Here it comes, the first time you cross paths with another motorcycle… Perhaps you are like me, the rider waved to you, and you realized, you are now a member of a new community. You have joined a subculture, and as with any cross-cultural experience, it pays to have some basic understanding about the world you are now a member of.
In the movie “Zombieland,” the young hero had a list of rules he lived by that allowed him to survive when others did not. Coming up with a survival list of rules is not a bad idea; in fact it can truly save you!
Here are some good rules of thumb to keep in mind as you begin to meet new members of the motorcycle world and are invited to ride with them.
Rule # 1 Be Honest
Be honest with what you know and what you don’t. Sometimes it can sound like a foreign language when you hear people talk about their motorcycles, or rides they’ve been on. Often when another rider hears you bought a bike, they will start asking you questions about it, and you may not know how to answer. This can be especially true when it comes to motorcycle specs. Resist the urge to fake it! If you don’t know the answer, see this as a chance to learn something new.
Also, be honest with your riding skill level. Soon you may find yourself riding with people on a higher level than yourself. The temptation to try to keep up can prove fatal. Follow the philosophy to ”ride your own ride.” Tell the group, in advance, that you are new and ask them for pre-arranged meet-up points so that you can find the others should you fall behind. That will take the pressure off keeping up. Motorcycle skills are acquired over time and miles and cannot be rushed. Ride your own ride, and stay safe!
Rule # 2 Use common sense and common courtesy
Motorcycles are very personal to people, as yours will be to you. Never put down another person’s brand of choice. After you get to know people, you may be able to get involved in some light-hearted banter, but in the beginning play it safe. Brand loyalty runs deep in the motorcycle world. So, when you meet someone who rides a different kind of bike than yourself, use that as a chance to learn and increase your motorcycle knowledge, but don’t put his or her bike down.
Another courtesy rule to follow is to never sit on another person’s bike without their express permission. This is a huge “no-no.” There are few things more offensive than when a stranger hops on someone’s bike. Not only is this an invasion of a very personal space, there is also a practical reason behind this. A novice can easily move something as simple as a mirror and cause an issue for the rider further down the road. If you want to check out a bike, ask. If they say no, shrug it off and don’t’ take it personally.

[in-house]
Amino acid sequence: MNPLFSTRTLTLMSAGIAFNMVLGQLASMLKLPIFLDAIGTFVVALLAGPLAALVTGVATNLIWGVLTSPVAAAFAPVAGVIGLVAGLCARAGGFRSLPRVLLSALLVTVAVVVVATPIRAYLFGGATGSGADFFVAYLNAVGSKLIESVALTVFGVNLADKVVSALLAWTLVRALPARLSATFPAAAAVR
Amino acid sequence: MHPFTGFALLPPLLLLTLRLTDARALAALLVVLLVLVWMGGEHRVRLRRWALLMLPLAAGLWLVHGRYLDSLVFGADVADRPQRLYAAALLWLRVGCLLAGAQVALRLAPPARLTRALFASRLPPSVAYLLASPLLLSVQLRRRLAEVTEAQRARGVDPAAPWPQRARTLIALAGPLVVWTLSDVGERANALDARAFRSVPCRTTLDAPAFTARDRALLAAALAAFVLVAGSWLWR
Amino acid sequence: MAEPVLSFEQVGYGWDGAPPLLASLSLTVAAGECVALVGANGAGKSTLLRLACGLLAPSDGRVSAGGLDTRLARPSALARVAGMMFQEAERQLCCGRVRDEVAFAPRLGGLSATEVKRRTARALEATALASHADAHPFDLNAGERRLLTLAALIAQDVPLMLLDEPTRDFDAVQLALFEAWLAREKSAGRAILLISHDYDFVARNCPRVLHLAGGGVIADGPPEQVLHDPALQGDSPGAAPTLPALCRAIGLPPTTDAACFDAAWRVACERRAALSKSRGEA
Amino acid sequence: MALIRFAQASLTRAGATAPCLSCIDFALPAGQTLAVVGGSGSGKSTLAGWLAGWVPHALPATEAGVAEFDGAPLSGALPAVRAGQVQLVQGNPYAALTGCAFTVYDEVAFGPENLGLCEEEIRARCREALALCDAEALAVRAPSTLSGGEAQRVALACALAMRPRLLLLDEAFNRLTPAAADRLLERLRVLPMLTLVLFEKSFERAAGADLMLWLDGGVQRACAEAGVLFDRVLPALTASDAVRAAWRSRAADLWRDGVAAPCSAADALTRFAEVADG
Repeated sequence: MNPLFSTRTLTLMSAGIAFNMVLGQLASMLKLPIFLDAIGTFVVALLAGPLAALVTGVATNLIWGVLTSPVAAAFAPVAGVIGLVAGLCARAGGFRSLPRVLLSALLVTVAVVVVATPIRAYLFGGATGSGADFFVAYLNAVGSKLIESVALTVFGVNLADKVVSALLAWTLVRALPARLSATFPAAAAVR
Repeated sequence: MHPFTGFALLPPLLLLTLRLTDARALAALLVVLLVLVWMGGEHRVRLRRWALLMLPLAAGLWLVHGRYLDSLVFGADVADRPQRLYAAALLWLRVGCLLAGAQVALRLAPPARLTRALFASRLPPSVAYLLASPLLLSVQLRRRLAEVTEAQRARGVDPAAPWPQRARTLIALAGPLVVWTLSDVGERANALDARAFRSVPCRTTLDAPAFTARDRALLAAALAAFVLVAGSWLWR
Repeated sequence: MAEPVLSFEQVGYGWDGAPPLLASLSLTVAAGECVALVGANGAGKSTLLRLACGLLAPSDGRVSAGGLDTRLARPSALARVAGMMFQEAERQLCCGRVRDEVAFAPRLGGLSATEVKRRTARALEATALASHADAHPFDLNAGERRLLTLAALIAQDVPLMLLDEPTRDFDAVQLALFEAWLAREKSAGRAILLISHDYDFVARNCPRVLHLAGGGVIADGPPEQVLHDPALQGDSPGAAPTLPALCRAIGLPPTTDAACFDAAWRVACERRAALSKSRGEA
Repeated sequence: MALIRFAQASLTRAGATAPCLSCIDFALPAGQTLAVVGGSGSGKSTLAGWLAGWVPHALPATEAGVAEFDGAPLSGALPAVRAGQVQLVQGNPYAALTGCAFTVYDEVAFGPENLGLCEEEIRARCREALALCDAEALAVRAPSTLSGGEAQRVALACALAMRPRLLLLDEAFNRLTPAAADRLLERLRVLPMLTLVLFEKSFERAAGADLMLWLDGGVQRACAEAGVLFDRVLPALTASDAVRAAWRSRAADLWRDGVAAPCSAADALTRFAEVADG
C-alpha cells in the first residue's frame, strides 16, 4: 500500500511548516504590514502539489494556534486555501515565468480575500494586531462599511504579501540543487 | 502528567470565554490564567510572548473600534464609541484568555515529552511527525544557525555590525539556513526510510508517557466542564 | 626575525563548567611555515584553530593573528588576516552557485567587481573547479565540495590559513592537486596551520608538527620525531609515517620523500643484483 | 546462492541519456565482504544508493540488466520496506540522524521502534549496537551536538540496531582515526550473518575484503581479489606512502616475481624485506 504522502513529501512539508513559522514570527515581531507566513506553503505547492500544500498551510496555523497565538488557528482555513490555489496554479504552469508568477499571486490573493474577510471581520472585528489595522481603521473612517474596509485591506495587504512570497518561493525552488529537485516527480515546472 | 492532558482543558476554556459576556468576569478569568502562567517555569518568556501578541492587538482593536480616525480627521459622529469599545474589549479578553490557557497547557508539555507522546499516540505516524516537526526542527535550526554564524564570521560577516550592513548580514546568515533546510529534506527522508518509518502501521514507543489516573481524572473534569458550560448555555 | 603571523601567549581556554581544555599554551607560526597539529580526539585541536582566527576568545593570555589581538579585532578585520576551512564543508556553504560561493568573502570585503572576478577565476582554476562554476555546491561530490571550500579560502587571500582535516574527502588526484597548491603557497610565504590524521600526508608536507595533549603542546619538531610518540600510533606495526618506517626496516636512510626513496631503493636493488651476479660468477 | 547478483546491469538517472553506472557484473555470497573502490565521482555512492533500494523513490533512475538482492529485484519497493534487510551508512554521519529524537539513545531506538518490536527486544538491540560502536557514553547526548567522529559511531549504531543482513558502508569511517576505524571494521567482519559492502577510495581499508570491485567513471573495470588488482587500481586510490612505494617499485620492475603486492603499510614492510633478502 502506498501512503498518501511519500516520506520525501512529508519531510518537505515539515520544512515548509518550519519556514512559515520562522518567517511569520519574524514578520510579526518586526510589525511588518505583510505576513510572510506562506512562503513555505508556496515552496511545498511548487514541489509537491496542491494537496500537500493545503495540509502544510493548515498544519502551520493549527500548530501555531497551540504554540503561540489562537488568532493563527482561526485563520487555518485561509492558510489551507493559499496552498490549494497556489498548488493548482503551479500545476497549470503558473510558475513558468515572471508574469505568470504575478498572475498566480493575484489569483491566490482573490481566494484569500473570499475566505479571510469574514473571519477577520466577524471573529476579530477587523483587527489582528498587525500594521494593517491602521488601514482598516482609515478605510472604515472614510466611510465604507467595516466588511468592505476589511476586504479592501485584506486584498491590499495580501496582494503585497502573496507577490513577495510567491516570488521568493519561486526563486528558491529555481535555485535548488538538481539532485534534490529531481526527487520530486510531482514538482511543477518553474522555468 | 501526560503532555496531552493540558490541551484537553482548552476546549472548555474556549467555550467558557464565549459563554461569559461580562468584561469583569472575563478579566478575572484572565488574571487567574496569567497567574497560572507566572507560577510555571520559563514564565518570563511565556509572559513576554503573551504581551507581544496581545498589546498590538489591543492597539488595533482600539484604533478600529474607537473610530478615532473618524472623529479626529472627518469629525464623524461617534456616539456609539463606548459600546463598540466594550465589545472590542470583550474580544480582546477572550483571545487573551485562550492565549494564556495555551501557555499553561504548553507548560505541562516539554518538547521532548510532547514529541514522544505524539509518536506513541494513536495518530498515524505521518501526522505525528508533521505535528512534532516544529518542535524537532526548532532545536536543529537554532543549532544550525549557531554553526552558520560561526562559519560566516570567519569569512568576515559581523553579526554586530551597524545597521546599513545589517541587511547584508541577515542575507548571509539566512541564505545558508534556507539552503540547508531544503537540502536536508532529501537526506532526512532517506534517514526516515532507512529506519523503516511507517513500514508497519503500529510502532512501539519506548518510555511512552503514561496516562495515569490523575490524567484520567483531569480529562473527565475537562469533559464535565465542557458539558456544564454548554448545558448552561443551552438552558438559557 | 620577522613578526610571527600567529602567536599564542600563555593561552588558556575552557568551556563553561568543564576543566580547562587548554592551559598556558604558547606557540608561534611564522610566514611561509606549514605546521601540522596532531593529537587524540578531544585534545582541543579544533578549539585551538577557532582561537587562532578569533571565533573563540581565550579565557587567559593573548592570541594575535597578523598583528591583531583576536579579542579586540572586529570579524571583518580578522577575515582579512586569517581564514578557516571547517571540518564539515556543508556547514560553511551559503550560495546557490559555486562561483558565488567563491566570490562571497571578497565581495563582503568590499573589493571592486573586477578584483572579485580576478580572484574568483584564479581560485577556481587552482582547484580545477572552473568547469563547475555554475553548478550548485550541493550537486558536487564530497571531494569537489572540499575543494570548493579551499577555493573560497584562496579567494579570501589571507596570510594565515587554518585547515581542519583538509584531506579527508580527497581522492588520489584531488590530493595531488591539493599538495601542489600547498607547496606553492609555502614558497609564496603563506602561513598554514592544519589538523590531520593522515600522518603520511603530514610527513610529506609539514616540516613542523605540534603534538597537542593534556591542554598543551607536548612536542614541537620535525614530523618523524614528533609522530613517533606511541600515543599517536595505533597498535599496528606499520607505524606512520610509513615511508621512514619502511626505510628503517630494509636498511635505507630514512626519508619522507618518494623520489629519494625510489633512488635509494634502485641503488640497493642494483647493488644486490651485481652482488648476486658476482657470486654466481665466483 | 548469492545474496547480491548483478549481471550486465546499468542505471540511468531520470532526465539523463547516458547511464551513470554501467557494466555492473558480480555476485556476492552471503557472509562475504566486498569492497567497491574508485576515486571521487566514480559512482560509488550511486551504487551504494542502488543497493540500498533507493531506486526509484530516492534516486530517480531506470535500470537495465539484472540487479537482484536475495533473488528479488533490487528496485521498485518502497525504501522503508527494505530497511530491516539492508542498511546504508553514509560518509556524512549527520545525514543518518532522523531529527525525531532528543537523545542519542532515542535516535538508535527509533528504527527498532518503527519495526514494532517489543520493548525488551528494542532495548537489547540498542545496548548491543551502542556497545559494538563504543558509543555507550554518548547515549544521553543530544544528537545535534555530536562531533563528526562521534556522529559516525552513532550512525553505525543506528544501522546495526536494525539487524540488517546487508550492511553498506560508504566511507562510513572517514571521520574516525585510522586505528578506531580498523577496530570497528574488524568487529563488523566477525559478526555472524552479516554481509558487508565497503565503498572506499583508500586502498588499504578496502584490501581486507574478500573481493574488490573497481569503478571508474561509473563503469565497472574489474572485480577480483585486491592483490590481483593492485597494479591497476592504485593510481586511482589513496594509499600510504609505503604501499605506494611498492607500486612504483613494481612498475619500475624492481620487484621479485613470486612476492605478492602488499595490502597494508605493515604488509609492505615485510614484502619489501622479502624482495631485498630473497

Rule #3 Learn rider language
There are verbal and nonverbal communication methods among riders. For example do you know what a “poker run” is? How about a “patch holder?” A lot of this lingo doesn’t make it into your average conversation with non-riders. If you hear a term you don’t understand, just ask! Or better yet, do a quick Google search for “biker slang;” this can bring you up to speed in no time.
Nonverbal can be as simple as the hand signs you learned in order to get your endorsement, or other signs such as patting the top of your helmet (police office up ahead, slow down!) or using your foot to point to an obstacle in the road. Again, Google can be our friend. Learn these signs and practice them even when you are riding alone, until they become second nature.
If you stick to these simple rules, they will help you enjoy the world you have entered!
My next blog will talk about riding skills, what to be aware of and how to increase your skill level.
Until then, remember, ride safe, ride smart, and have fun!
David Ianetta was born and raised in Boston, MA. After moving around in his younger years, he now lives in North Carolina. David has a passion for riding motorcycles,often exploring the scenic back roads of NC with is wife, Rika, who rides her own along side him.
David also writes a Daily Blog for Freedom Biker Church called, “Daily Rock“ located at www.freedombikerchurch.com and is a contributing writer for Southeastern Rider magazine.